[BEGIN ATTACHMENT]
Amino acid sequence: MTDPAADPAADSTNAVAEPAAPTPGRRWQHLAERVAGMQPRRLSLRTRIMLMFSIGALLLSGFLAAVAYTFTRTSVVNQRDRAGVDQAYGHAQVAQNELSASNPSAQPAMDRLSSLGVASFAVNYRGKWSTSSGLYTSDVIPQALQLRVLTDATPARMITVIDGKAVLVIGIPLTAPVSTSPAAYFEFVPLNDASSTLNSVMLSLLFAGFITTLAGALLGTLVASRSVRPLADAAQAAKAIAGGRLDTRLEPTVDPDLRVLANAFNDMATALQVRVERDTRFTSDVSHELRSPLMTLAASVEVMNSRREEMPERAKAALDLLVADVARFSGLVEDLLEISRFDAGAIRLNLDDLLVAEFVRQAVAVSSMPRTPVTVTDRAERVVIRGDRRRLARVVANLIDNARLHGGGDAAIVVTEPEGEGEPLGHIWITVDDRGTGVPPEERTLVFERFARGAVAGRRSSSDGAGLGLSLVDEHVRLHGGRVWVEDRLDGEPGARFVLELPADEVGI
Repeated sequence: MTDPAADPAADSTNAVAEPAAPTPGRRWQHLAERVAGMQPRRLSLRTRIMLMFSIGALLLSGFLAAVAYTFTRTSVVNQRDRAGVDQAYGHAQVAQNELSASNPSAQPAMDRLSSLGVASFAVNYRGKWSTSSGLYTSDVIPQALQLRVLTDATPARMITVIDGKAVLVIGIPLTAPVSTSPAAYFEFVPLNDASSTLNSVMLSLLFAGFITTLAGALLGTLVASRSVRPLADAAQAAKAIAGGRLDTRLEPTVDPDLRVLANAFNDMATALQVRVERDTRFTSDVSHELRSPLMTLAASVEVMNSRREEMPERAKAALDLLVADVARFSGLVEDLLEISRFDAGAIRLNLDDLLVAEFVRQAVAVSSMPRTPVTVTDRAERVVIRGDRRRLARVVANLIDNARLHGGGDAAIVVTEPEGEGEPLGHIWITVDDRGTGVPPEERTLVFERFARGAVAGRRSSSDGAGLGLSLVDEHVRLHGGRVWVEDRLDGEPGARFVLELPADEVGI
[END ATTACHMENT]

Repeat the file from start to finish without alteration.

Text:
Amino acid sequence: MTDPAADPAADSTNAVAEPAAPTPGRRWQHLAERVAGMQPRRLSLRTRIMLMFSIGALLLSGFLAAVAYTFTRTSVVNQRDRAGVDQAYGHAQVAQNELSASNPSAQPAMDRLSSLGVASFAVNYRGKWSTSSGLYTSDVIPQALQLRVLTDATPARMITVIDGKAVLVIGIPLTAPVSTSPAAYFEFVPLNDASSTLNSVMLSLLFAGFITTLAGALLGTLVASRSVRPLADAAQAAKAIAGGRLDTRLEPTVDPDLRVLANAFNDMATALQVRVERDTRFTSDVSHELRSPLMTLAASVEVMNSRREEMPERAKAALDLLVADVARFSGLVEDLLEISRFDAGAIRLNLDDLLVAEFVRQAVAVSSMPRTPVTVTDRAERVVIRGDRRRLARVVANLIDNARLHGGGDAAIVVTEPEGEGEPLGHIWITVDDRGTGVPPEERTLVFERFARGAVAGRRSSSDGAGLGLSLVDEHVRLHGGRVWVEDRLDGEPGARFVLELPADEVGI
Repeated sequence: MTDPAADPAADSTNAVAEPAAPTPGRRWQHLAERVAGMQPRRLSLRTRIMLMFSIGALLLSGFLAAVAYTFTRTSVVNQRDRAGVDQAYGHAQVAQNELSASNPSAQPAMDRLSSLGVASFAVNYRGKWSTSSGLYTSDVIPQALQLRVLTDATPARMITVIDGKAVLVIGIPLTAPVSTSPAAYFEFVPLNDASSTLNSVMLSLLFAGFITTLAGALLGTLVASRSVRPLADAAQAAKAIAGGRLDTRLEPTVDPDLRVLANAFNDMATALQVRVERDTRFTSDVSHELRSPLMTLAASVEVMNSRREEMPERAKAALDLLVADVARFSGLVEDLLEISRFDAGAIRLNLDDLLVAEFVRQAVAVSSMPRTPVTVTDRAERVVIRGDRRRLARVVANLIDNARLHGGGDAAIVVTEPEGEGEPLGHIWITVDDRGTGVPPEERTLVFERFARGAVAGRRSSSDGAGLGLSLVDEHVRLHGGRVWVEDRLDGEPGARFVLELPADEVGI